5. The second bond of the 1st of April 1881 purports to be made by the same parties other than Hulas Kunwar (who was then dead) under the same description as in the previous bond. It commences with a declaration that Rs. 20,000^ have been found payable by them to the creditors on account of prior debts and interest on two bonds for Rs. 30,000 as detailed below in addition to the principal amount of the two bonds aforesaid, and contains a statement that ' the creditors have no deed of any sort other than the bond dated the 25th of May 1877 and the bond dated the 2nd of December 1877, which are payable, and this bond.' The zamindari property hypothecated is admittedly part of the estate of Khairati Lal. The mortgagors ' profess to bind all rights which we possess or may possess in future.' The Rs. 20,000 acknowledged to be owing is thus made up:
Rs. a. p.
Interest on two bonds, less previous payments ... 8,100 0 0
In respect of the Rukka dated 1st December 1880:--
Principal ... ... ... ... 10,475 0 0
In respect of the interest on the amount of the Rukka ... 1,300 14 0
In cash ... ... ... ... 124 2 0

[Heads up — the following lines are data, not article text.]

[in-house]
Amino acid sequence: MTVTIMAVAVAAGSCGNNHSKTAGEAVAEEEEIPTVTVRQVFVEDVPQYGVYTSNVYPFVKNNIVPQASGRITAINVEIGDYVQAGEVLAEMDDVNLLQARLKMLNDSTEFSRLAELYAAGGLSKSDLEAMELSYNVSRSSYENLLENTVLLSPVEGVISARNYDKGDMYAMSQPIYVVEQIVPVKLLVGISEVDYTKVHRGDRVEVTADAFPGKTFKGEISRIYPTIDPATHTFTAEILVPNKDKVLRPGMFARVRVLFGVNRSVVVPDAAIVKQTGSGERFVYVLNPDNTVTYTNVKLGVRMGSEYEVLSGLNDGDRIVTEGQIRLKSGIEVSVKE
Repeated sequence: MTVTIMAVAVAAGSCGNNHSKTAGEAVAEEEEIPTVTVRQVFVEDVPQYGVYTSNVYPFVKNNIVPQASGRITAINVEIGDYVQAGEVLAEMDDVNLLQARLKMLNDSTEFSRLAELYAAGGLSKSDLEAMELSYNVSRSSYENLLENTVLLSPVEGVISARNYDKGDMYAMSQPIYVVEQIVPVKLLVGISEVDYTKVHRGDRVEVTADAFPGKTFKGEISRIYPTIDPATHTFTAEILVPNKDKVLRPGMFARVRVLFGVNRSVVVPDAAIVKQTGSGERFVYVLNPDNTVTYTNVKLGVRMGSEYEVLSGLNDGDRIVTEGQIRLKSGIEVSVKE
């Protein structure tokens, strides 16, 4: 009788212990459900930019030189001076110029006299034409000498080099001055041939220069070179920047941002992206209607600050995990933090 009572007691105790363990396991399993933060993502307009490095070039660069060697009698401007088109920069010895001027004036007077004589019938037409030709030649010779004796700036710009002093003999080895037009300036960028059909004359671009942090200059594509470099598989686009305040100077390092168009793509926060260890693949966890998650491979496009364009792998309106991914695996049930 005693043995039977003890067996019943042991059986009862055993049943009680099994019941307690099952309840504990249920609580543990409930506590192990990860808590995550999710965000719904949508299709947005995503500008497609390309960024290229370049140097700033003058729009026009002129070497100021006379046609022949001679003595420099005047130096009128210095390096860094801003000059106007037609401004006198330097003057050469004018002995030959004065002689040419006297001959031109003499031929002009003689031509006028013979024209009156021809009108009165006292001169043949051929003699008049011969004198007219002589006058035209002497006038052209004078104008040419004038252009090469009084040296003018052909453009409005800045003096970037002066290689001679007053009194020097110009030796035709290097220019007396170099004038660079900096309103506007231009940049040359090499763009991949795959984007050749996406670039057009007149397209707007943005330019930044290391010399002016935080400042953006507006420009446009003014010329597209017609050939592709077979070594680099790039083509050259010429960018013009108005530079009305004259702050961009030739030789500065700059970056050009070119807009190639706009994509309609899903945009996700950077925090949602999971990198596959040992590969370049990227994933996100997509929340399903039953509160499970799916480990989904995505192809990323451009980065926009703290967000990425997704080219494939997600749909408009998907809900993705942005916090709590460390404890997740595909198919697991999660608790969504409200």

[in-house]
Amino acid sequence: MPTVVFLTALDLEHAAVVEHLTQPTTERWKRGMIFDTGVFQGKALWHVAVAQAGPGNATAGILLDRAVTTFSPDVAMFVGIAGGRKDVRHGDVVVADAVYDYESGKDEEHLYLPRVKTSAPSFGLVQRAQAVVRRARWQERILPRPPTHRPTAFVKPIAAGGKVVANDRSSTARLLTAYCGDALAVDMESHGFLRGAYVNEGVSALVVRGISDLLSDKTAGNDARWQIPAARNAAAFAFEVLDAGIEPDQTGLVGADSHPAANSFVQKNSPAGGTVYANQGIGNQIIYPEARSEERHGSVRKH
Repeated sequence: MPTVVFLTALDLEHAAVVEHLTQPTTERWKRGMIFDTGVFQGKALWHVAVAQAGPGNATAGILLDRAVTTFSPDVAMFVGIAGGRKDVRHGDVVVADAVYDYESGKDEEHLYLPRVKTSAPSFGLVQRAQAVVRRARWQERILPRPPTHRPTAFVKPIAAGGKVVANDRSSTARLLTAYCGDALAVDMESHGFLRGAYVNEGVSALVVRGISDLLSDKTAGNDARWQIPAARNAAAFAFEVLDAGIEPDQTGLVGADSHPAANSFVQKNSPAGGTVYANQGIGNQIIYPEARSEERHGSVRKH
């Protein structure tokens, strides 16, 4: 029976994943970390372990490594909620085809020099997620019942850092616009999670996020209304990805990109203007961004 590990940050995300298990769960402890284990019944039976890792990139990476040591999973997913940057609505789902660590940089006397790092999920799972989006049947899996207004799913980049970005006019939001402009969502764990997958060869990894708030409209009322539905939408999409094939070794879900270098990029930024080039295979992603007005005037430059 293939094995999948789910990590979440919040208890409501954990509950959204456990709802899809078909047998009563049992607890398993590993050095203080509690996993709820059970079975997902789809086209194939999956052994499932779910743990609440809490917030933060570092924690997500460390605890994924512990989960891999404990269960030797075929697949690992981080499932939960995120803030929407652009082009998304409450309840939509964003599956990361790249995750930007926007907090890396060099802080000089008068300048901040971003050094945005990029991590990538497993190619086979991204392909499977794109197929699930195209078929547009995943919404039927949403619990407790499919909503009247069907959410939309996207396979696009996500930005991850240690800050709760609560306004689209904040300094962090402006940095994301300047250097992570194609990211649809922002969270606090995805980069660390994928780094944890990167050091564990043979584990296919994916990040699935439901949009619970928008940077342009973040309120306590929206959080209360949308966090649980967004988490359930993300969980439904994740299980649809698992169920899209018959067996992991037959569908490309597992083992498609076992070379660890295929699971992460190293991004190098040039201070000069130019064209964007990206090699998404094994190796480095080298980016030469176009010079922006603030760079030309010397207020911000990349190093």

20,000 0 0
6. And in a nofce to the Record the sum of Rs. 10,475 is explained to be made up as follows:
Rs. a. p.
On 22nd June 1879 for revenue ... ... 2,000 0 0
On 5fch November 1879 to pay interest to Intizam Begam ... 1,575 0 0
On 17th May 1880 to defray expenses of daughter's marriage ... 2,000 0 0
On 2nd August 1880 to pay interest to Moti Ram Sah ... 4,000 0 0
On 9th October 1880 to pay interest to Intizam Begam ... 900 0 0
7. This bond is executed by Raja Lalji by the affixing of the seal of Achhan Kunwar and by Inayat Singh then of age. It should be mentioned that by a previous power of attorney, dated 1st August 1878, Inayat Singh, Achhan Kunwar and Lalji in his own right and as father and guardian of Kunwar Shamsher Bahadur, appointed Lala Shankar Sahai their general attorney and agent with power (amongst other things) to have documents executed by them registered. The bond of 1881 was registered on the admission by this person of the execution, completion and receipt of Rs. 124-2 in cash on behalf of the executants.